Charlie Brookers unbridled cynicism towards mind control.

14 Apr

My brother, just like myself, enjoys to read the rantings of Charlie Brooker. My brother pointed me towards an article that Brooker posted in the Guardian recently about mind control and computers.

There are a few things that I would like to take and savour from the article. First of all is this incredibly humbling point:

All computers are mind-controlled already. My hand may steer the mouse and my fingers may punch the keys, but none of this takes place without my mental say-so. My brain runs things round here.

Isn’t that brilliant? That’s  a brilliant observation on Brookers part. Of course, everything is mind controlled, it just has to be.

Nothing we say or do in this world isn’t mind controlled, it’s just that we haven’t become so bewilderingly lazy to cut out the middle man until just recently.

Yes, being able to control things with just you’re thoughts is amazing, it’s the future waving hello at us while we blink our newly formed eyes in it’s bright, shining wake.

In a few years we will be controlling all sorts of things with thought alone. And that’s terrifying.

The problem is that the body is the final, crucial buffer between the skittish human mind and the slavish machine servant. Think of how many furious email responses you’ve composed in haste, only to halt and reflect at the final moment as your finger hovers over the “send” button. The simple fact that a small physical action is required to actually deliver the damn thing is often enough to give pause for thought.

I’m scared for the future that we are developing just because we can. A future where the only control over our actions is what happens inside our heads. The terrifyingly bizarre thoughts that we all thought were kept locked away inside our heads will have complete control over the world around us.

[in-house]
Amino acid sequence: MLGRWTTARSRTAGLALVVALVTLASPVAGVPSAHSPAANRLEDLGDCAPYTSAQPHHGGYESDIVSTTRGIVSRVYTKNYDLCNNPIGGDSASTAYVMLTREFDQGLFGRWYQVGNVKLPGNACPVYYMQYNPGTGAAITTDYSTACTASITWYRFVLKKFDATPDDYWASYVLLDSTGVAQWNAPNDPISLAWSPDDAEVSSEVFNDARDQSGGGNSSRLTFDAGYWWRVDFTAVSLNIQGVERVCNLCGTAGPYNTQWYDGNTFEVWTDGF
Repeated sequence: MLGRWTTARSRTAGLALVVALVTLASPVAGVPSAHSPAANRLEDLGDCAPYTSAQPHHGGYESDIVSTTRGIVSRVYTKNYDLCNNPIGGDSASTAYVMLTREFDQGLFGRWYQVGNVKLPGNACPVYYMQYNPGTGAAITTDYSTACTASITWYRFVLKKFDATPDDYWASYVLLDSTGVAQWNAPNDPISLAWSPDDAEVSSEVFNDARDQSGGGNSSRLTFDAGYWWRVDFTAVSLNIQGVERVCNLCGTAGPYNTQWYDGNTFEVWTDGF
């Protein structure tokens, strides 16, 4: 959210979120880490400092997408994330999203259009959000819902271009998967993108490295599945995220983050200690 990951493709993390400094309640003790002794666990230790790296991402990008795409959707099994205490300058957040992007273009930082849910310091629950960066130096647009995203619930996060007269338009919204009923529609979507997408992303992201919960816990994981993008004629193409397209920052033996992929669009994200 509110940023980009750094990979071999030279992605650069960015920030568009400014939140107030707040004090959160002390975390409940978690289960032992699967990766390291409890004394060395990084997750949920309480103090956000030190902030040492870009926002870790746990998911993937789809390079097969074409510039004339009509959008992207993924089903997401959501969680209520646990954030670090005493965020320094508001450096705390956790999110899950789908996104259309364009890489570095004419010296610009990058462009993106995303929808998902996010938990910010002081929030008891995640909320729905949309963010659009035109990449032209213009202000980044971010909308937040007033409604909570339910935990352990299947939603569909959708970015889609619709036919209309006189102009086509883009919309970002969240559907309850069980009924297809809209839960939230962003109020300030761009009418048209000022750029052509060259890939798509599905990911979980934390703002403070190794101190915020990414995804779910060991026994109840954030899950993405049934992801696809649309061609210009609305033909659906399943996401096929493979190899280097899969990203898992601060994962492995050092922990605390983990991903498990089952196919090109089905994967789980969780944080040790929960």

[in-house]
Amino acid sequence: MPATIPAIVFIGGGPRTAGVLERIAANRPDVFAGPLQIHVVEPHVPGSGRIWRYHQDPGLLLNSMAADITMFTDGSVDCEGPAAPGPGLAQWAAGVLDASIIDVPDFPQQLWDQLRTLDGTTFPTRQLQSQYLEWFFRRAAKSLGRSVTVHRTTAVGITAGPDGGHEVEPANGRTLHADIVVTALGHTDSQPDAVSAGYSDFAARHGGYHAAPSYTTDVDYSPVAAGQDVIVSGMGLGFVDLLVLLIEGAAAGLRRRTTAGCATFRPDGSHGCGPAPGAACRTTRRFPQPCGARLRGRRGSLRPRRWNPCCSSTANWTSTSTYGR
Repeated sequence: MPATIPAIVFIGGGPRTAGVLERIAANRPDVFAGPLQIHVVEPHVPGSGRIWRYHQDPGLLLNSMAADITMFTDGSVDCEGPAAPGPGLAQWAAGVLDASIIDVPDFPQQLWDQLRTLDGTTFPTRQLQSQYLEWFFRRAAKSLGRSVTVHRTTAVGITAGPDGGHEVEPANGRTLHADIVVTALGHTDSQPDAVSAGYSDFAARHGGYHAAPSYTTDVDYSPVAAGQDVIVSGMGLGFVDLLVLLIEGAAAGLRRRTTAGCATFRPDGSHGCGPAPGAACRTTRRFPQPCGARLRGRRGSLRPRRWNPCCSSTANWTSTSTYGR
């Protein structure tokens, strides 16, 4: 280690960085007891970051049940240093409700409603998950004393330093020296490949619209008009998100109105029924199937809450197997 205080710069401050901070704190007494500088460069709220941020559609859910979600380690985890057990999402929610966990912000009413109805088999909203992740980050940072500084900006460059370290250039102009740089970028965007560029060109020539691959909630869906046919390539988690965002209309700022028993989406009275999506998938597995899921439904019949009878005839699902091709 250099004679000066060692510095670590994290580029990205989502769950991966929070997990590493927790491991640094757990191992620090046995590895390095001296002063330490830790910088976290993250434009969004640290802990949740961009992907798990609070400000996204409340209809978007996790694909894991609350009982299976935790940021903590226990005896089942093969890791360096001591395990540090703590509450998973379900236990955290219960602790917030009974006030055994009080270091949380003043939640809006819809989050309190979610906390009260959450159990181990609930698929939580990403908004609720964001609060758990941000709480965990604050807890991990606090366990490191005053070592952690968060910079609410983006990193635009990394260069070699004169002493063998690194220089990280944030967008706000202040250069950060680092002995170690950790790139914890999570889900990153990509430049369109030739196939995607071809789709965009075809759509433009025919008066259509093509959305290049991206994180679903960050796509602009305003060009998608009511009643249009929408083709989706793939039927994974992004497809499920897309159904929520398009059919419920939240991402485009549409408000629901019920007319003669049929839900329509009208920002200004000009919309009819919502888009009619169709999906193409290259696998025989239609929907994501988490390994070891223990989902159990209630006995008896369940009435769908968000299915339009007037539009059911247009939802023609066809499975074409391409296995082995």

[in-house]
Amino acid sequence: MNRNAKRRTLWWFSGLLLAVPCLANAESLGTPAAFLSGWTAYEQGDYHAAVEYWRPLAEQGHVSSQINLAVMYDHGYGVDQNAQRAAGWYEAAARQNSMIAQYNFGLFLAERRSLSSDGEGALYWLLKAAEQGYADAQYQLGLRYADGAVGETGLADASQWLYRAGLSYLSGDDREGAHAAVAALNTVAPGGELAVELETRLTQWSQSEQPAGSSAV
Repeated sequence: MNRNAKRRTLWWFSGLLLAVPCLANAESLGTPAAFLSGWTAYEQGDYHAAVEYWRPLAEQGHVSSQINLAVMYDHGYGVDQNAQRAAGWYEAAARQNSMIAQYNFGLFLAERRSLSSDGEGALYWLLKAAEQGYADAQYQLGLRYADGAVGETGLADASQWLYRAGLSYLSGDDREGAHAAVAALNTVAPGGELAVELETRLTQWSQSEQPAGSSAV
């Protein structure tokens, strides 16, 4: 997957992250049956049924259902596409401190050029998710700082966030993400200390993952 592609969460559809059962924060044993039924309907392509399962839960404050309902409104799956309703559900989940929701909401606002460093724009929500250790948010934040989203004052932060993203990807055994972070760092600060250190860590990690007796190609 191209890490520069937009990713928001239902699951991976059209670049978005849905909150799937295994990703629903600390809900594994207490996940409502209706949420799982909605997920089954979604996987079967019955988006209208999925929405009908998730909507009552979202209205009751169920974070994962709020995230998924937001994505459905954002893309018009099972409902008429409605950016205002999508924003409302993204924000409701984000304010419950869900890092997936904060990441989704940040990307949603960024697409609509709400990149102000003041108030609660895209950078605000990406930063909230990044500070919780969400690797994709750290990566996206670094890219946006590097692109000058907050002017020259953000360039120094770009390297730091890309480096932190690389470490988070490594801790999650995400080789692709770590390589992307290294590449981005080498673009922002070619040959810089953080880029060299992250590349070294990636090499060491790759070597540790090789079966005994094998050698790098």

I don’t like that at all.

I’m all for using new technology to be able to passively interface between man and machine. Have computers recognise mood to play the exact right song for what you are doing, change your workspace to match your ability to concentrate at that time. The computer being able to adapt and work around your own mental ability to do the work would benefit work and probably speed up work flow.

Being able to send an email by thinking about it will destroy the world as we know it.

It makes me think though, my work, as limited as it is, is probably dancing around on the happier side of this horrible line. The side of entertainment and more practical use instead of focusing on stream lining tasks or making complicated actions simple.

To be honest, mind control is an odd thing to demonstrate to others, how can you really prove to others that you are doing what you say you are doing. They only person who knows that is you, the guy who’s thinking about the thing you’re doing.

It’s something that will never be used for big, crowd gathering displays. It’s all about the personal usage.

Imagine, sitting in your home, you feel relaxed and warm but you dont want to get up to turn the lights down. You don’t need to because your computer knows that you are relaxed and sorts that out for you. You’ve fallen asleep but you’ve left the lights and the TV on. Not a problem, the built in mind reading headset knows that you’ve fallen asleep and turns everything off for you. Saving you money in the process.

That’s the kind of future world I want to live in. One where things around me adjust to the way that I think and feel. And frankly, that’s something that I know I can be a part of. Making games that react to how you feel about the game is something that I myself can make. I want to make.

The future is all ours for the taking, we just have to build it the way we want it and be careful not to do anything and everything “just because we can”.

Article link: http://www.guardian.co.uk/commentisfree/2011/apr/11/beware-mind-controlled-computers

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